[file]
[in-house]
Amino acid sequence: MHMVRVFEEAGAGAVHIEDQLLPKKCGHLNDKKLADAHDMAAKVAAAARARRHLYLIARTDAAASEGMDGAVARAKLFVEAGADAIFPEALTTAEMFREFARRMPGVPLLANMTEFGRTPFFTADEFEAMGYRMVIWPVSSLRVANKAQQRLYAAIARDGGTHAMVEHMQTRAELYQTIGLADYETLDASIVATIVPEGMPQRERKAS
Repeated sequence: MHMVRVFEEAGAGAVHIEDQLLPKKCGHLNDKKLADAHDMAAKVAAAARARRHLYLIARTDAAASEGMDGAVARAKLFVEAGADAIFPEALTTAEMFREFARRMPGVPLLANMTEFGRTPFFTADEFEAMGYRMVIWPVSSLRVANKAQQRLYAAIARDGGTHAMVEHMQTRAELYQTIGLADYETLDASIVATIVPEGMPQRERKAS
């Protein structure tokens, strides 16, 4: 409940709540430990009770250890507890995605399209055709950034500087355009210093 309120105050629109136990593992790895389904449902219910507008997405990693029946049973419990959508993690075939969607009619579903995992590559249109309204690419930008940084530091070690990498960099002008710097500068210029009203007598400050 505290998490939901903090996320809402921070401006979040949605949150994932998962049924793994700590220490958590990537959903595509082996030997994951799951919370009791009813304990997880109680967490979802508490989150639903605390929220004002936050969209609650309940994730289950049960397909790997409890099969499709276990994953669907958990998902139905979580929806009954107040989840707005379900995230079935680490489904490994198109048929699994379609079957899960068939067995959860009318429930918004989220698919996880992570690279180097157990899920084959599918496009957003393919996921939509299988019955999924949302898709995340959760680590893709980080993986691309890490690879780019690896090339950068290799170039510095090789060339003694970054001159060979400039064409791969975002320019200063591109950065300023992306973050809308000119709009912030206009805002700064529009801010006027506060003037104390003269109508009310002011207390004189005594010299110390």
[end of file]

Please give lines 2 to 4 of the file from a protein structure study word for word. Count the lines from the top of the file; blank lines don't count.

Amino acid sequence: MHMVRVFEEAGAGAVHIEDQLLPKKCGHLNDKKLADAHDMAAKVAAAARARRHLYLIARTDAAASEGMDGAVARAKLFVEAGADAIFPEALTTAEMFREFARRMPGVPLLANMTEFGRTPFFTADEFEAMGYRMVIWPVSSLRVANKAQQRLYAAIARDGGTHAMVEHMQTRAELYQTIGLADYETLDASIVATIVPEGMPQRERKAS
Repeated sequence: MHMVRVFEEAGAGAVHIEDQLLPKKCGHLNDKKLADAHDMAAKVAAAARARRHLYLIARTDAAASEGMDGAVARAKLFVEAGADAIFPEALTTAEMFREFARRMPGVPLLANMTEFGRTPFFTADEFEAMGYRMVIWPVSSLRVANKAQQRLYAAIARDGGTHAMVEHMQTRAELYQTIGLADYETLDASIVATIVPEGMPQRERKAS
């Protein structure tokens, strides 16, 4: 409940709540430990009770250890507890995605399209055709950034500087355009210093 309120105050629109136990593992790895389904449902219910507008997405990693029946049973419990959508993690075939969607009619579903995992590559249109309204690419930008940084530091070690990498960099002008710097500068210029009203007598400050 505290998490939901903090996320809402921070401006979040949605949150994932998962049924793994700590220490958590990537959903595509082996030997994951799951919370009791009813304990997880109680967490979802508490989150639903605390929220004002936050969209609650309940994730289950049960397909790997409890099969499709276990994953669907958990998902139905979580929806009954107040989840707005379900995230079935680490489904490994198109048929699994379609079957899960068939067995959860009318429930918004989220698919996880992570690279180097157990899920084959599918496009957003393919996921939509299988019955999924949302898709995340959760680590893709980080993986691309890490690879780019690896090339950068290799170039510095090789060339003694970054001159060979400039064409791969975002320019200063591109950065300023992306973050809308000119709009912030206009805002700064529009801010006027506060003037104390003269109508009310002011207390004189005594010299110390």